“The more you integrate your business with that of a customer, the more difficult it will be for them to step out.” – Mark Schenkius in today’s Tip 608
How do you focus on “routine” items?
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Scott Ingram: You’re listening to the Daily Sales Tips podcast and I’m your host, Scott Ingram. Today Mark Schenkius is back with another installment in his series. Mark is the founder of ROI 10 where he helps sales professionals get better at dealing with buyers, and he’s also the author of “The Other Side of Sales,” where he shares his perspective after 15 years in procurement. Here he is:
Mark Schenkius: Hi everyone, I’m back with part 2 of the 5 tips series on Kraljic’s purchasing portfolio matrix. If you haven’t yet listened to part one, check back in on tip #601 for an overview of the tool that buyers use extensively for assessing the market they operate in. After all, understanding a buyer’s perspective makes you a much more effective sales professional.
Today’s tip will focus on “non-critical” or “routine” items.
These items are low risk and have a low impact upon organizational profitability. The most commonly used example in this segment is office stationery. Readily available for most companies at relative low cost as well.
Buyers don’t want to spend time and energy on buying routine items since it has very little benefits for them. They can buy it anytime, anywhere without any real financial incentive. This means buyers prefer spending as little time as possible on routine items so they can spend their time on topics that matter more to them.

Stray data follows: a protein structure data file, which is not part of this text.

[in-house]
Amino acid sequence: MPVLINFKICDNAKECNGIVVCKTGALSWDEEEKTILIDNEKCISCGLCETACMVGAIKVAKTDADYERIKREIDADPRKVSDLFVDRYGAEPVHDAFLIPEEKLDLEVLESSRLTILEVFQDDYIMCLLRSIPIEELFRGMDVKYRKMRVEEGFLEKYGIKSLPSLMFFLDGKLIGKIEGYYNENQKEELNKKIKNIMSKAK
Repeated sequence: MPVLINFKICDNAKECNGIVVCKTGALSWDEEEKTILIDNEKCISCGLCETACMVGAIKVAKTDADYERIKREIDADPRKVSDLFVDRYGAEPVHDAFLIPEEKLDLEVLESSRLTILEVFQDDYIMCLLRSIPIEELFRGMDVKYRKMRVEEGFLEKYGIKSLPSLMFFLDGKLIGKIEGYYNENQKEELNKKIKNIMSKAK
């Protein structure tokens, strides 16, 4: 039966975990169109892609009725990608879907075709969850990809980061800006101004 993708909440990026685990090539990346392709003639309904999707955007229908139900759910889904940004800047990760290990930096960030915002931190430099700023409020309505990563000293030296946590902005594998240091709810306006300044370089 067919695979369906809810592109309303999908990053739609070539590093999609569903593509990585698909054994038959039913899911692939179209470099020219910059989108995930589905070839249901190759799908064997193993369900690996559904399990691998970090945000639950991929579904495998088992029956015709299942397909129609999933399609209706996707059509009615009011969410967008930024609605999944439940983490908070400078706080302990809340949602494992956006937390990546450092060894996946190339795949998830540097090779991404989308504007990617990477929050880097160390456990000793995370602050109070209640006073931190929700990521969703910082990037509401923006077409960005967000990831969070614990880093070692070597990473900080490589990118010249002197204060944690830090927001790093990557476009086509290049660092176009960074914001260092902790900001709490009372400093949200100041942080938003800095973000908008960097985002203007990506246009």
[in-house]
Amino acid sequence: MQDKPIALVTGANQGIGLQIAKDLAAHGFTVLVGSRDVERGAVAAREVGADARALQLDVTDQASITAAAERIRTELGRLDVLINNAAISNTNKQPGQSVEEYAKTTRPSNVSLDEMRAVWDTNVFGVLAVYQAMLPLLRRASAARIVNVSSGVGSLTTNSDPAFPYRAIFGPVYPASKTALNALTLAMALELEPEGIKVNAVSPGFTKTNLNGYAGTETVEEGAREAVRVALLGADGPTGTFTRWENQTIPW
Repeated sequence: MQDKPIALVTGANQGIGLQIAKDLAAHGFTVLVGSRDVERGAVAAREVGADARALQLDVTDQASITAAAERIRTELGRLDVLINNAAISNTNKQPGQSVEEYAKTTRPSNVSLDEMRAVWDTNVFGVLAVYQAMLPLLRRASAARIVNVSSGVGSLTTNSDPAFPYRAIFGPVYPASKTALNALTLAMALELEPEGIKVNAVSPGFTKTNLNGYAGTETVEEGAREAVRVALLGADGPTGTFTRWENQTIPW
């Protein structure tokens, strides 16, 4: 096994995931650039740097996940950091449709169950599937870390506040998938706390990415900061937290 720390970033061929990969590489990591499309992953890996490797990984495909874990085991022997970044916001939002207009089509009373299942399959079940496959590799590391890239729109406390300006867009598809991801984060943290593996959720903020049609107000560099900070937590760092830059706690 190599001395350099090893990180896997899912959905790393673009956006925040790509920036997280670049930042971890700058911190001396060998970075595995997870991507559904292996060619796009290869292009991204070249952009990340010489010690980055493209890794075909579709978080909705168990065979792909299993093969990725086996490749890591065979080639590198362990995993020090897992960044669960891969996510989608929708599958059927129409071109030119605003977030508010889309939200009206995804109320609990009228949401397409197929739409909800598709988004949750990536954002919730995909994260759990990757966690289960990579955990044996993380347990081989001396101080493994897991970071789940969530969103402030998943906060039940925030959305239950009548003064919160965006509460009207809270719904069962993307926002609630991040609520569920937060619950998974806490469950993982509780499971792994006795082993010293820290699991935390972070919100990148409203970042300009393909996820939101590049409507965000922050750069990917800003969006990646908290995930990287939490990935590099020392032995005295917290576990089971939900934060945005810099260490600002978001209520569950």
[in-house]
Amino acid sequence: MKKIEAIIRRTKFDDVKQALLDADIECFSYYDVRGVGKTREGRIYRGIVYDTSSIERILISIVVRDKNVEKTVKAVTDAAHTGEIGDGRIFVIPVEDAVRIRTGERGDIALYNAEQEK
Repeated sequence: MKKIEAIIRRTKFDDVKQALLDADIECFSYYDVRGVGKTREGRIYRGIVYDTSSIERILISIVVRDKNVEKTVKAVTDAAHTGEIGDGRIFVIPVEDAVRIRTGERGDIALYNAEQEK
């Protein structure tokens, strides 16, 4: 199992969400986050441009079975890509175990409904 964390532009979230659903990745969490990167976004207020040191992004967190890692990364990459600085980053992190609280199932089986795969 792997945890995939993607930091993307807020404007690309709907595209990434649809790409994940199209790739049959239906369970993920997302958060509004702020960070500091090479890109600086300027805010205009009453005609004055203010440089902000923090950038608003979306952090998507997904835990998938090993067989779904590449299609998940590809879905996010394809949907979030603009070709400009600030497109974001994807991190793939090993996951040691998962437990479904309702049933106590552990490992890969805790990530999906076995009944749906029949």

A buyer’s sourcing strategy here is to focus on efficiency by reducing administrative burden. A few examples of this are: long-term supplier contracts, outsourcing, reducing the number of suppliers, e-auctions, and catalog buying. Anything to minimize time and energy spent.
So, what does this mean from a sales perspective?
When you’re selling products like for example office stationery, don’t expect a lot of time from buyers. You’ll probably struggle to make an appointment with them at all.
The best way to get a foot in the door is by suggesting a hassle-free, long-term solution allowing the buyer to spend time on topics that matter more to them.
For example, offer additional services to buyers so they have a one-stop-shop for a larger portfolio. You can even co-operate with other companies to provide this. In the example of office stationery, you could find a partner to offer printing or copier services in addition.
Another example is to offer, long-term, hassle-free deals by providing a service contract in addition to the products you sell. Manage inventory, simplify invoicing, or take over administrative processes which makes it easy for a buyer to deal with you.
The additional benefit is that the more you integrate your business with that of a customer, the more difficult it will be for them to step out. This way, you have just secured a long-term contract.
In summary, for “routine” items be creative in proposing a solution that works best for the buyer. Make life easy for them and it will be worth your while.
Happy negotiation everyone!
Then make sure you’re subscribed to the podcast so you don’t miss the rest of Mark’s series with the next part coming next Friday. Of course, you should also come back tomorrow for another great sales tip. Thanks for listening!